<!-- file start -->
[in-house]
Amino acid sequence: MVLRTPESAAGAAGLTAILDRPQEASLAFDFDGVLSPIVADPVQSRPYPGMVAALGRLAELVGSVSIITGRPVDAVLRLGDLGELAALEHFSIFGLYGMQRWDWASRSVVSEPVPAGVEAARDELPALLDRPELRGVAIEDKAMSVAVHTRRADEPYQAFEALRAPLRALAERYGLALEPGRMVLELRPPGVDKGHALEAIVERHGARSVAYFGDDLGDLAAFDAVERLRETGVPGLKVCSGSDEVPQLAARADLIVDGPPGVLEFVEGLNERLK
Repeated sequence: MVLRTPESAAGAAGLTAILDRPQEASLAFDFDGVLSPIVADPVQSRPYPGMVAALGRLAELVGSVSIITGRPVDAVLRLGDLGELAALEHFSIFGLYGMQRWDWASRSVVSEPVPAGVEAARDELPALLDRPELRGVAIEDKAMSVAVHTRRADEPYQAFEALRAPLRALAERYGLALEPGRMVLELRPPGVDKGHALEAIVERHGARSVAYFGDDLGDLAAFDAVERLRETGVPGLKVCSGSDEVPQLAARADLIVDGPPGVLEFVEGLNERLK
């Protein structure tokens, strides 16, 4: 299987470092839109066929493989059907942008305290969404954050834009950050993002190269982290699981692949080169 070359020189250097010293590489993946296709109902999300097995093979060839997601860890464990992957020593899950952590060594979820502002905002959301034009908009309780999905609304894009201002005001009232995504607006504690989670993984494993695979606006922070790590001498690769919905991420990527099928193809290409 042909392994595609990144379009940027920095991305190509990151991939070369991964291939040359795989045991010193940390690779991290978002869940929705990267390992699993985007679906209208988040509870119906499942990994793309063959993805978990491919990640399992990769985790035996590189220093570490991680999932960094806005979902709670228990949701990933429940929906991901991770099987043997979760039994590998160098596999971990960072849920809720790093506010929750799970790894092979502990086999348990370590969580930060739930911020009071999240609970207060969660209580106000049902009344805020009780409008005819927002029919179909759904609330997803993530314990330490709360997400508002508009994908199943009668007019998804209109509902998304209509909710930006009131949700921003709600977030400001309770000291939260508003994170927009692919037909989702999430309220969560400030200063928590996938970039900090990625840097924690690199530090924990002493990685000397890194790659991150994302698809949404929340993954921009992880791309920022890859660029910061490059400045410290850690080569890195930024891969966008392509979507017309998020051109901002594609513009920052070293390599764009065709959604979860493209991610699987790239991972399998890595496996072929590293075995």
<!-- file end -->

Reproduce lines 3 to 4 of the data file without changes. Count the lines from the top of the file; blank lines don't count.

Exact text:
Repeated sequence: MVLRTPESAAGAAGLTAILDRPQEASLAFDFDGVLSPIVADPVQSRPYPGMVAALGRLAELVGSVSIITGRPVDAVLRLGDLGELAALEHFSIFGLYGMQRWDWASRSVVSEPVPAGVEAARDELPALLDRPELRGVAIEDKAMSVAVHTRRADEPYQAFEALRAPLRALAERYGLALEPGRMVLELRPPGVDKGHALEAIVERHGARSVAYFGDDLGDLAAFDAVERLRETGVPGLKVCSGSDEVPQLAARADLIVDGPPGVLEFVEGLNERLK
């Protein structure tokens, strides 16, 4: 299987470092839109066929493989059907942008305290969404954050834009950050993002190269982290699981692949080169 070359020189250097010293590489993946296709109902999300097995093979060839997601860890464990992957020593899950952590060594979820502002905002959301034009908009309780999905609304894009201002005001009232995504607006504690989670993984494993695979606006922070790590001498690769919905991420990527099928193809290409 042909392994595609990144379009940027920095991305190509990151991939070369991964291939040359795989045991010193940390690779991290978002869940929705990267390992699993985007679906209208988040509870119906499942990994793309063959993805978990491919990640399992990769985790035996590189220093570490991680999932960094806005979902709670228990949701990933429940929906991901991770099987043997979760039994590998160098596999971990960072849920809720790093506010929750799970790894092979502990086999348990370590969580930060739930911020009071999240609970207060969660209580106000049902009344805020009780409008005819927002029919179909759904609330997803993530314990330490709360997400508002508009994908199943009668007019998804209109509902998304209509909710930006009131949700921003709600977030400001309770000291939260508003994170927009692919037909989702999430309220969560400030200063928590996938970039900090990625840097924690690199530090924990002493990685000397890194790659991150994302698809949404929340993954921009992880791309920022890859660029910061490059400045410290850690080569890195930024891969966008392509979507017309998020051109901002594609513009920052070293390599764009065709959604979860493209991610699987790239991972399998890595496996072929590293075995």